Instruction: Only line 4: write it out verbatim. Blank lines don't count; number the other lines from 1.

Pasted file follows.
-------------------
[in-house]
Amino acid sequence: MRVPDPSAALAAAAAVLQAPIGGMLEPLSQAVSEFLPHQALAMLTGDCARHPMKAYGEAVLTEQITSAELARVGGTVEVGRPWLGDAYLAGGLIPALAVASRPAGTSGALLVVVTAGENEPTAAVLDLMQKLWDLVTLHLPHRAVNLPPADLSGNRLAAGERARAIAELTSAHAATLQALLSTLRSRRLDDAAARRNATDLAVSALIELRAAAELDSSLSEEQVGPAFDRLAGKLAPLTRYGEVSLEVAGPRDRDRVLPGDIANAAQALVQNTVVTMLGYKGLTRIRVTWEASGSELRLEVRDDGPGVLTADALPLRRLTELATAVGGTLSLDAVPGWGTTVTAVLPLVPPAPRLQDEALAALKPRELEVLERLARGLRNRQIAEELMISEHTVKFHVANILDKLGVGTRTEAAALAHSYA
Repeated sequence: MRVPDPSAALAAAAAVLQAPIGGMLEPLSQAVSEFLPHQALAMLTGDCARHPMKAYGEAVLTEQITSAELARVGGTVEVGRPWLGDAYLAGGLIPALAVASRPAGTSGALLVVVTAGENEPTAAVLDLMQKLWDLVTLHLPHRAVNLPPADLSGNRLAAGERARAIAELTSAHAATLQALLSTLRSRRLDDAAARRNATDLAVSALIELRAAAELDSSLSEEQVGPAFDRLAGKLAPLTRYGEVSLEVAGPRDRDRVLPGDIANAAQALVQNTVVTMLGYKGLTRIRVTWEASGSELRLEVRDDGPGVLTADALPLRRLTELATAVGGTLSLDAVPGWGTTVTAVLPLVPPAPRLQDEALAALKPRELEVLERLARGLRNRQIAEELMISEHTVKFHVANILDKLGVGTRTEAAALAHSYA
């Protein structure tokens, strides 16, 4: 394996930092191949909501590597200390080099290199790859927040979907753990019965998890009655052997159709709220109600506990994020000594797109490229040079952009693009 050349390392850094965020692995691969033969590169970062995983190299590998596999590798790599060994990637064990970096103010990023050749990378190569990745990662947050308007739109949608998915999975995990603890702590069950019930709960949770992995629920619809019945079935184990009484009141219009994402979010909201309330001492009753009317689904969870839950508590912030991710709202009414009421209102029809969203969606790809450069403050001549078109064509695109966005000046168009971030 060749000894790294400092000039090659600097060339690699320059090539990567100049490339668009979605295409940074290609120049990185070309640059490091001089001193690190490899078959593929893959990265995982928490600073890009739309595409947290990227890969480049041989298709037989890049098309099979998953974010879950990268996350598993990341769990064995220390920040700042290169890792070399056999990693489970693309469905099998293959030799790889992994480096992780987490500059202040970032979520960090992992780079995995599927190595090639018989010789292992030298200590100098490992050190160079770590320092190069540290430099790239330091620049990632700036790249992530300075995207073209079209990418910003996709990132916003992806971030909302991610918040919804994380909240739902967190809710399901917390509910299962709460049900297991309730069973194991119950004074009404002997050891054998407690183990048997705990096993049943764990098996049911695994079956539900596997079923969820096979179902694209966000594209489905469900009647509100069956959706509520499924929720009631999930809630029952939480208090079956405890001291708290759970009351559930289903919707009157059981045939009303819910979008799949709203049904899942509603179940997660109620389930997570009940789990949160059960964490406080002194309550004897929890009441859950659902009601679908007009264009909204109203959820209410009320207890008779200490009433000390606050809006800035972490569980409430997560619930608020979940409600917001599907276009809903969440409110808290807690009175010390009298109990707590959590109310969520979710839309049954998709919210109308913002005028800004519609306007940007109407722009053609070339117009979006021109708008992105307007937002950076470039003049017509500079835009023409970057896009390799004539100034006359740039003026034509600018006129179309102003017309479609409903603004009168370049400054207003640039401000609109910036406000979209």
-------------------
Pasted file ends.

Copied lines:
């Protein structure tokens, strides 16, 4: 394996930092191949909501590597200390080099290199790859927040979907753990019965998890009655052997159709709220109600506990994020000594797109490229040079952009693009 050349390392850094965020692995691969033969590169970062995983190299590998596999590798790599060994990637064990970096103010990023050749990378190569990745990662947050308007739109949608998915999975995990603890702590069950019930709960949770992995629920619809019945079935184990009484009141219009994402979010909201309330001492009753009317689904969870839950508590912030991710709202009414009421209102029809969203969606790809450069403050001549078109064509695109966005000046168009971030 060749000894790294400092000039090659600097060339690699320059090539990567100049490339668009979605295409940074290609120049990185070309640059490091001089001193690190490899078959593929893959990265995982928490600073890009739309595409947290990227890969480049041989298709037989890049098309099979998953974010879950990268996350598993990341769990064995220390920040700042290169890792070399056999990693489970693309469905099998293959030799790889992994480096992780987490500059202040970032979520960090992992780079995995599927190595090639018989010789292992030298200590100098490992050190160079770590320092190069540290430099790239330091620049990632700036790249992530300075995207073209079209990418910003996709990132916003992806971030909302991610918040919804994380909240739902967190809710399901917390509910299962709460049900297991309730069973194991119950004074009404002997050891054998407690183990048997705990096993049943764990098996049911695994079956539900596997079923969820096979179902694209966000594209489905469900009647509100069956959706509520499924929720009631999930809630029952939480208090079956405890001291708290759970009351559930289903919707009157059981045939009303819910979008799949709203049904899942509603179940997660109620389930997570009940789990949160059960964490406080002194309550004897929890009441859950659902009601679908007009264009909204109203959820209410009320207890008779200490009433000390606050809006800035972490569980409430997560619930608020979940409600917001599907276009809903969440409110808290807690009175010390009298109990707590959590109310969520979710839309049954998709919210109308913002005028800004519609306007940007109407722009053609070339117009979006021109708008992105307007937002950076470039003049017509500079835009023409970057896009390799004539100034006359740039003026034509600018006129179309102003017309479609409903603004009168370049400054207003640039401000609109910036406000979209």